Thieves ‘duplicated keys, led elderly out of homes’

Three suspects are under arrest for allegedly breaking into elderly people's homes with duplicates of their keys.

July 9, 2012 00:39
1 minute read.
Police at Tel Aviv Central Bus Station

Police at Tel Aviv Central Bus Station 370. (photo credit: Ricardo Mallaco)


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A gang of thieves dressed up as various officials and tricked elderly people into handing them keys, which were then duplicated and used to break into hundreds of apartments, police in Rishon Lezion said Sunday.

Three suspects are under arrest following an undercover investigation into a wave of home robberies over the past year.

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After receiving a string of burglary complaints, the Rishon Lezion police’s Crime- Fighting Unit began mapping out the offenses according to geographical area and the methods used to break into homes.

The team of detectives quickly realized that the same gang was behind the breakins, and that its members were duplicating apartment keys to get into the properties, most of which are inhabited by the elderly.

“They choose a location, carry out a check to see if it is empty or they lead the home’s occupants out, and then proceed with a quiet break-in and steal valuables,” police spokeswoman Leah Zohar said.

Stolen goods include jewelry, cash and checks. The thieves disguised themselves as police officers, municipal workers, post office employees and healthcare officials to get hold of keys for duplication and lead the elderly victims out of their homes ahead of the robberies.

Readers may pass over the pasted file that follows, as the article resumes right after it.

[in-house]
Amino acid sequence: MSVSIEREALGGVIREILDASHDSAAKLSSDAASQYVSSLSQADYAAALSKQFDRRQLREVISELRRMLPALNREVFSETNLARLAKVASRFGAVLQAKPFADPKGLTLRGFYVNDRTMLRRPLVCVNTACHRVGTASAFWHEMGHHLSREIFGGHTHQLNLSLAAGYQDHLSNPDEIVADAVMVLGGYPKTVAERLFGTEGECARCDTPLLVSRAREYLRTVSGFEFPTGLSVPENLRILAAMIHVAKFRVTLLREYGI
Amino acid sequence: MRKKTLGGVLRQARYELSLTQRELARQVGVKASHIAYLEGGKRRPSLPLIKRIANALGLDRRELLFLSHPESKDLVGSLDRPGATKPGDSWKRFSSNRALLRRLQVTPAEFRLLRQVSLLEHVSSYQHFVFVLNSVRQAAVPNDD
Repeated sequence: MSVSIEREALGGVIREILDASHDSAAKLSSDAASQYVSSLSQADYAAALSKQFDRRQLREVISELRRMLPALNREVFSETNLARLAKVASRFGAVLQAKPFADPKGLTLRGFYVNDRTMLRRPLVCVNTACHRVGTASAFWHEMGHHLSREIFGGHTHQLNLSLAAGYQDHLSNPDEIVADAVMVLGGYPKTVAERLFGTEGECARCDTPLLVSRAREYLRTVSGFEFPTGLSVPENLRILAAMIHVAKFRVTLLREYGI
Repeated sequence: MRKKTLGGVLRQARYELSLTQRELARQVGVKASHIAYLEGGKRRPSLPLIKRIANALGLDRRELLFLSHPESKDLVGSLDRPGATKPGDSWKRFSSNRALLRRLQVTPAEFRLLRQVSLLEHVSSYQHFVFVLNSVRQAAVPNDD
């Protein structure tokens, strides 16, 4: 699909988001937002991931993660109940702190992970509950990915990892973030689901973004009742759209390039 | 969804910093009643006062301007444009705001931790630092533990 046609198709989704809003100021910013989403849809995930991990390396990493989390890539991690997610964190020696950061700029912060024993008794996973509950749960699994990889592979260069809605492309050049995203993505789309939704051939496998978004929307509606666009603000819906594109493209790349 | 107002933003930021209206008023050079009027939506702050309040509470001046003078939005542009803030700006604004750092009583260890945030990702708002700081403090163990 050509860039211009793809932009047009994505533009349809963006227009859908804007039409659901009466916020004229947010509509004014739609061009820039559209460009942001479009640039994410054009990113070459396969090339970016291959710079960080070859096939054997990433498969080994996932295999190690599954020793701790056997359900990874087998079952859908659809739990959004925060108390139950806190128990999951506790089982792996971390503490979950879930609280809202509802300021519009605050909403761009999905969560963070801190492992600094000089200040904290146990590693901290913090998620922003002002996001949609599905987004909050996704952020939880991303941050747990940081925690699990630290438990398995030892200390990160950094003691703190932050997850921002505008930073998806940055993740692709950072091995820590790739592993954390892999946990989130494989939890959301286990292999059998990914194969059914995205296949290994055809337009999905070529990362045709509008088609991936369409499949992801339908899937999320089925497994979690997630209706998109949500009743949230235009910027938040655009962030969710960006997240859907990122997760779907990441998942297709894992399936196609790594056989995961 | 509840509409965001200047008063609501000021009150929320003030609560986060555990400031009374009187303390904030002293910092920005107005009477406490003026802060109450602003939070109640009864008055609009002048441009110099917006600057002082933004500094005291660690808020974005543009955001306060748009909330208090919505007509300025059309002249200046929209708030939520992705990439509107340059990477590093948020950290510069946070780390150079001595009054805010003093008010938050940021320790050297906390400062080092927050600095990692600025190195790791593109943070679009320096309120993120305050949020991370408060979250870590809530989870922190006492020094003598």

Undercover officers staking out the suspects arrested two men as they entered a home with a duplicate key on Friday.


A third suspect, the getaway driver, was arrested soon afterwards just outside the targeted building.

“The suspects have a criminal record of past break-ins,” Zohar added.

Police searched the suspects’ homes and recovered thousands of shekels in cash, as well as key duplication equipment.

“We ask senior citizens to be on the alert for these type of incidents. You should not give identifying details [such as addresses and phone numbers] or keys to your home or vehicle to any person without a clear reason,” police said.

Anyone claiming to be a police officer, municipal inspector or mail official should be asked to produce a photo ID, and their details should be written down, police added.

“We ask any resident of the area who has encountered this type of incident to come to a police station and file a complaint,” police said.

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